Last weekend I found an anomalous little snippet in the Sunday Times Style magazine that resonated with me so strongly that I’m going to repeat it here word for word. (It’s unattributed as, although it appeared on @SallyBrampton’s Agony Aunt page, it’s not clear whether the adjoining snippets are also written by her.)
“In a new book, “Mastery” the American writer and strategist Robert Greene claims modern technology is encouraging us to make quick, rash judgements rather than develop lasting skills. The old fashioned idea of apprenticeship will get us furthest Greene says, citing the poet John Keats who, having taught himself about poetry by reading the greats, set himself the mammoth task of writing a 4,000 line poem (that became Endymion) in seven months. Greene calls Keats’s method “resistance practice” or taking the hardest option to make yourself tougher than your competitors.”
I’ve no idea why this snippet appeared in the Style section of The Sunday Times, but I’m glad I spotted it. I have already written a couple of posts on a similar theme:
- In Capturing attention in a distracting world I was investigating the true, current state of modern attention spans and what techniques / solutions are being proposed to attract this gnat-like attention
- In Social Media : Expanding or diminishing our lives? I side with “the anti-Christ of Silicon Valley” Andrew Keen and the key messages of his book The Cult of the Amateur when I say that “The ubiquitous frenzy to share our opinions, however ill-formed, and the daily trivia of our lives with anyone and everyone is resulting in a more fragmented, superficial and transparent society.”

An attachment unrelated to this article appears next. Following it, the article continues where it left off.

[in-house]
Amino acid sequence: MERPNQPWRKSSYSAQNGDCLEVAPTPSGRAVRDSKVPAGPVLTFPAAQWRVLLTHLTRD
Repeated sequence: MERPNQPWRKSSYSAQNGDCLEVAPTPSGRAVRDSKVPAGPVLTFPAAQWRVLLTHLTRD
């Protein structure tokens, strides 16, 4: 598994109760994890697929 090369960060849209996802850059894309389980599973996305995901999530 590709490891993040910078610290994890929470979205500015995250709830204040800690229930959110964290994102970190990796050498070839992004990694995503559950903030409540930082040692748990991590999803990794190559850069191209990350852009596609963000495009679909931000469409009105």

So, even before reading the intriguing snippet about Robert Greene’s latest book, I’ve wondered about Western society’s (I’m not sufficiently knowledgeable to extend my musings on this subject to Asia or indeed the developing world) diminishing capacity for profundity, rigorous analysis or any kind of intellectual stamina.
In a bizarre instance of cognitive dissonance, I found myself hearing this same argument while watching episode 2 of series 4 of the BBC comedy Outnumbered. This episode featured an exchange between eldest son Jake and his English teacher father about his English homework assignment: an essay on the romantic poets:
Dad (reading Jake’s essay) “The romantic poets were a bunch of Emos…” Jake, the romantic poets were a major movement in literature. You can’t just diss them….
Jake (interrupting) I like daffodils. I appreciate them and everything. I just don’t need to go on about them the whole time. I can look at a daffodil and say “That’s a nice daffodil’ and move on with my life! Have you any idea how long the Ancient Mariner is?! Coleridge managed to get 327 verses out of some idiot who shot a bird….(muttering to himself) …why are all these poems about stupid birds…?
Dad OK, you can think it’s rubbish, but you need to have a coherent argument as to why …
Jake (interrupting) Yeah, so, this is my conclusion…
Dad(aghast) How can you write a conclusion when you’ve only written one sentence…?
Jake (irritated) I’m planning ahead…I’m planning ahead. So… (reading) “Wordsworth had a very bland life. The most interesting thing he did was sleep with his sister….(cue explosion from dad, not sure whether to be amused or horrified….)
When Outnumbered was first aired in 2008 much was made of the fact that large chunks of dialogue between all members of the cast, including 9 year old David Roche playing Ben and 7 year old Ramona Marquez playing Karen, were unscripted. This gives the dialogue a real sense of verisimilitude that still persists four years later. Jake’s views are superficial and dismissive, and they sound very true to what many 16 year olds might think of the romantic poets , which seems to reaffirm Greene’s and my own concerns about modern society.